Taking an environmentally sensitive approach to pest management


Integrated Pest & Crop Management



AUTHOR

Rob Kallenbach
University of Missouri
Division of Plant Sciences
(573) 884-2213
kallenbachr@missouri.edu

Forage of the Month: Big bluestem (Andropogon gerardii Vitman)

Rob Kallenbach
University of Missouri
(573) 884-2213
kallenbachr@missouri.edu

Published: June 20, 2011

Big bluestem used to be the dominant grass in the native prairies of Missouri. Today, this perennial warmseason bunchgrass is used for forage and wildlife habitat. Big bluestem grows statewide, and it is currently found on about 1 million acres in Missouri. It produces good quality hay and will persist indefinitely if properly managed. It is both winter- and drought-hardy and does better in poorly drained soils than some other warm-season grasses. It is also compatible with many other forage species. However, it is slow to establish, and thus weeds can make establishment a problem. It works well in a planned grazing system if it is not allowed to become mature before grazing and if a 6-inch or greater stubble height is maintained to encourage regrowth.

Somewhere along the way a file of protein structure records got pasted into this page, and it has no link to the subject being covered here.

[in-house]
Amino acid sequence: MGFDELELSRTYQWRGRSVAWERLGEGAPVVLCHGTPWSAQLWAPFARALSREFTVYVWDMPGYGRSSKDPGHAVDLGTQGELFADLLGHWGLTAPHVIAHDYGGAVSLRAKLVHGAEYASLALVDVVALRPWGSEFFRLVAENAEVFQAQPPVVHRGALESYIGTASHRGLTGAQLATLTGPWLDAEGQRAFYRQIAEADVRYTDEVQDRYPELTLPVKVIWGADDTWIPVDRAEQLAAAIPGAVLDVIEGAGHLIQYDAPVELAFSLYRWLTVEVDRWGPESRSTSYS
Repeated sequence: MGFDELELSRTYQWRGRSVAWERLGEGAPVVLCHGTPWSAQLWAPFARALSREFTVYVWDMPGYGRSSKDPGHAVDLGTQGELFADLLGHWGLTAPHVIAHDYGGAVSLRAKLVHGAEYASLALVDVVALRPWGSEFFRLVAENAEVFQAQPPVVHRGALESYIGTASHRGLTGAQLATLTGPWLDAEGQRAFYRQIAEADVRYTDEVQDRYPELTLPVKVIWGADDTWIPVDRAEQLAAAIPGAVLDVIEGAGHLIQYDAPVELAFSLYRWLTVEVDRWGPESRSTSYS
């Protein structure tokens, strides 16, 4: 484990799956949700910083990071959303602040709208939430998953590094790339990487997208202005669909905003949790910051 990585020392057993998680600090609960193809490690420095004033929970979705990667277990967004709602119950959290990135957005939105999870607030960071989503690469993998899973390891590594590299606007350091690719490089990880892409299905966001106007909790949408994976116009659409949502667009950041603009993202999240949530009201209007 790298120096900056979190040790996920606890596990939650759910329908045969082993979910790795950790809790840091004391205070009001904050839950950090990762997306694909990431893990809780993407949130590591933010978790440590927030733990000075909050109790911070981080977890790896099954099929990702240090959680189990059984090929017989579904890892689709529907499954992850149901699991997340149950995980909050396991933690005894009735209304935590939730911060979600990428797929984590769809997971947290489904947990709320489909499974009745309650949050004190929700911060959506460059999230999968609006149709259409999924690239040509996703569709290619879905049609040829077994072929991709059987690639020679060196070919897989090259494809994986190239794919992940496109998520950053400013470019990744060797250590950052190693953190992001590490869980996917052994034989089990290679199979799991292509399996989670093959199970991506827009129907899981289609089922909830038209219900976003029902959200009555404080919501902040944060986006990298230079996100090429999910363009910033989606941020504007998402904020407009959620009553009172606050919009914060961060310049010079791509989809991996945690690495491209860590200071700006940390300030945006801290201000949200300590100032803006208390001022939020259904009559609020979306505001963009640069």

big bluestem
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REVISED: November 30, 2011